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Photo from Restoring Active Memory Project | University of Pennsylvania

Three Penn neuroscientists have created the first complete brain map of electrical connections vital to memory creation, according to a University announcement this week. 

This development is a part of the Restoring Active Memory Project. RAM, one of the major projects of former President Barack Obama’s BRAIN Initiative funded by the Defense Advanced Research Projects Agency, aims to improve human memory by developing a device that can be implanted and electrically stimulate the brain.

Research for the map’s construction was helmed by Penn Psychology professor and Principal Investigator of DARPA’s RAM program Michael Kahana, 2019 bioengineering graduate student Ethan Solomon, and Director of the Cognitive Neuromodulation at Penn Daniel Rizzuto.

Unlike data previously collected through non-invasive measures, such as MRI, the map is based on data collected from approximately 300 neurosurgical patients with electrodes implanted on their brains. The findings, published in Nature Communications, demonstrates how various areas of the brain interact during memory and other cognitive processes.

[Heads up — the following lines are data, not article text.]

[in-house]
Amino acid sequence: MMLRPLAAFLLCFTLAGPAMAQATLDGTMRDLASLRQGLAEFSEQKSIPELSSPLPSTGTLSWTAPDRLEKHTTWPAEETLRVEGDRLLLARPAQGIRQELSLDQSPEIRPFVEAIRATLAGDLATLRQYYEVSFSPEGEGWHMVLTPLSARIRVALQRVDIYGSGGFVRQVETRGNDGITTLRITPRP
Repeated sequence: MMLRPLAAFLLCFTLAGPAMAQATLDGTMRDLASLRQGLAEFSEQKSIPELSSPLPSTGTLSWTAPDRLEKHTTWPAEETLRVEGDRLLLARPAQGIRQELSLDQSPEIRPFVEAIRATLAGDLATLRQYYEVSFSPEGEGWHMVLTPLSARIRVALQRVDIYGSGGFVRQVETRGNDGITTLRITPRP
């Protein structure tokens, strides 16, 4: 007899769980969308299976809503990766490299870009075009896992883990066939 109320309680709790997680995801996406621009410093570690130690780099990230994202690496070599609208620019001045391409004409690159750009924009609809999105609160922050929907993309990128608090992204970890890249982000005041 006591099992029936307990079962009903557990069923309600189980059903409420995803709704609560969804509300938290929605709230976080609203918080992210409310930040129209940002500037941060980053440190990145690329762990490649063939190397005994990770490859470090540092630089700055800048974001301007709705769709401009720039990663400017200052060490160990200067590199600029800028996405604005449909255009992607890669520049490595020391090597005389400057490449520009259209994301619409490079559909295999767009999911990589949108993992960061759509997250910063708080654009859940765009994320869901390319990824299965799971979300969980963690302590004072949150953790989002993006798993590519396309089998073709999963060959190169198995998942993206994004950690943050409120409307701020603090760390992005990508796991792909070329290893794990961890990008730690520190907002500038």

Kahana, Solomon, and Rizzuto found that the memory-making process is dependent on two simultaneous functions. A region within the brain individually processes stimuli and also communicates with other regions at a low frequency.

Low-frequency waves, rather than high-frequency waves, were integral for brain areas central to memory foundation — namely the frontal, temporal, and medial temporal lobes — to communicate. 

In the future, this information is anticipated to stimulate and eventually restore memory in patients suffering from brain injuries or diseases such as Alzheimer's.

“Better understanding the brain networks that activate during memory processing gives us a better ability to fine-tune electrical stimulation that might improve it,” Kahana said in the announcement.  

Although RAM has made significant progress toward this goal, Rizzuto said “there’s still significant work to do.” RAM plans to move its research toward observation of connections between brain stimulation and its functional connections. 

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